Today’s guest is author, PJ Sharon. PJ is the author of HEAVEN IS FOR HEROES, ON THIN ICE and SAVAGE CINDERELLA. Her books are contemporary young adult romances and have garnered several contest finals.
On the road to publication, PJ decided that indie-publishing was the best fit for her books. They fall outside the norm for YA fiction in that they are not your average high school stories. Instead, they are portraits of the real life issues of older teens and their struggles with family, friends, and the guys they fall for. Although the themes are mature, evoking plenty of drama and teen angst, PJ writes with a positive outlook and promises a hopefully ever after end to all of her books. Because of this, readers of all ages will be captivated by the emotional and romantic journeys of her characters. Her books are recommended for readers 14+.
I’m putting you in PJ’s capable hands. Take it away PJ!
One of my favorite charities-Children International
Do you remember when you were a kid and your mom said things like, “Eat your vegetables; don’t you know there are starving children in Africa?” Or another favorite, “Be grateful you’ve got shoes on your feet and a roof over your head.” Of course, I would roll my eyes and assume she was using guilt to manipulate me into doing exactly what she wanted me to do. But here’s the thing. Despite her ulterior motives, I credit my mother for teaching me social responsibility.
When I was sixteen, my mom died of cancer. Shortly after, I found out I was pregnant. Being a mother at seventeen with very little family support was more than a bit challenging. I struggled—a lot. By the time I was nineteen, I was on my own with my son and figuring out how to keep him fed and clothed. Through those leanest of times, I found that my faith was what pulled me through. Faith, and an attitude of gratitude. I felt very lucky to have friends who stepped up, family who did what they could, and a healthy body and mind to cope with all of the daily challenges. It wasn’t easy, but I knew that there were people worse off than me, and it gave me perspective.
It was about that time that I decided to sponsor my first child. One of those World Vision commercials grabbed me by the throat and had me in tears at the plight of impoverished children around the world. Not only could I relate to being in need, but I could see how truly blessed I was to live in a country where I had access to clean water, food, housing, and a job that would pay me enough to provide for my child. Even if it meant waiting tables and working two or three jobs to make ends meet. I remember thinking that $12.00 seemed like so little money to make such a big difference in a child’s life. With an hour or two of my time, I could provide medicine, clothing, and food for a child half-way around the world. I could help a parent like me who was struggling even more than I was. Helping someone else, made me feel less like a victim and more like a contributing member of society. What that $12.00 did for my sense of self-worth was priceless.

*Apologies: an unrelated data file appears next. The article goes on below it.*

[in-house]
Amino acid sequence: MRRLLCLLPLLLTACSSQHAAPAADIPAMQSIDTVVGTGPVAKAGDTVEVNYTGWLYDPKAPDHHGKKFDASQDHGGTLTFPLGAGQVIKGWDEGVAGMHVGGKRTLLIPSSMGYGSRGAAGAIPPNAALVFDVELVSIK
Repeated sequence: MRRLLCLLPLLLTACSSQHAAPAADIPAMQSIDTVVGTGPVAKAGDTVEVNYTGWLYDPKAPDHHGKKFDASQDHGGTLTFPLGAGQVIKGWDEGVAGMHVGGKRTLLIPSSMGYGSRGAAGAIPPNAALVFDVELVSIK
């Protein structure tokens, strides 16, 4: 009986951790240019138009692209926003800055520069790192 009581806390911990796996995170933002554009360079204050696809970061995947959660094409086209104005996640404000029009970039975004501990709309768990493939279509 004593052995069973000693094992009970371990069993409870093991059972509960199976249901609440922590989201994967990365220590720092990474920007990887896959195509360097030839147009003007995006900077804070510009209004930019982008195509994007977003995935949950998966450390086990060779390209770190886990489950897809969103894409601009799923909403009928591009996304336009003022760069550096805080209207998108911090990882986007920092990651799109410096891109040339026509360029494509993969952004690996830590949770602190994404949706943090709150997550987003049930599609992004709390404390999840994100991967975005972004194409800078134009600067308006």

Almost thirty years later, I’m still sponsoring children. I’ve been privileged to help families in Haiti, Africa, India, and China. I switched over to Children International somewhere along the way, though I can’t remember why. World Vision is a fine option for sponsorship. Either way, for $25 per month—still a pittance in comparison to the benefits it provides for a family in need—I can affect a child’s life and give them hope for a brighter future. Money goes toward education, clean water, food, clothing , and necessities. I receive letters from my sponsored child periodically with a picture of them to remind me how precious each life truly is and what a difference I’m making. They are always grateful for the assistance and know that without that help, their lives would be so much harder. I cry tears of gratitude each and every time I receive one of these letters, written in the beautiful scrolling language of Hindu and translated to English, knowing that I am affecting a child’s life in a positive way.
My favorite letter was from twelve year old Arun from India who wrote to thank me for my sponsorship and inform me that my gift had provided him with his very first pair of shoes, a wonderful blessing on his long walks to the village school. I thought of my mother and her reminder to be grateful for the shoes on my feet. I think she’d be glad to know that I was listening after all.
If you are interested in sponsoring a child through Children International, visit their website. For less than a dollar a day—spare change for most of us–it’s so easy and such a powerful way to make the world a better place, one child at a time.
Wow! What a moving testimonial, PJ. Thank you for sharing your struggles and how giving back increased your own self-worth, not to mention how many lives you have touched through the years. I think your mother would be very proud.
Want to know more about PJ Sharon? You can find her in the following places:
I love to hear from you, so if you have a question for PJ (or me) or want to give a shout out to your favorite charity, you can comment below. As always, thank you for reading!
*For legal reasons I feel I have to add this disclaimer: I have no connection with any charity mentioned in the Authors Give Back segment of the blog unless noted. I have not personally researched any charity mentioned unless otherwise noted. If you plan to donate to ANY charity (mentioned here or elsewhere) you should research it thoroughly and decide for yourself if it is a legitimate and worthy cause.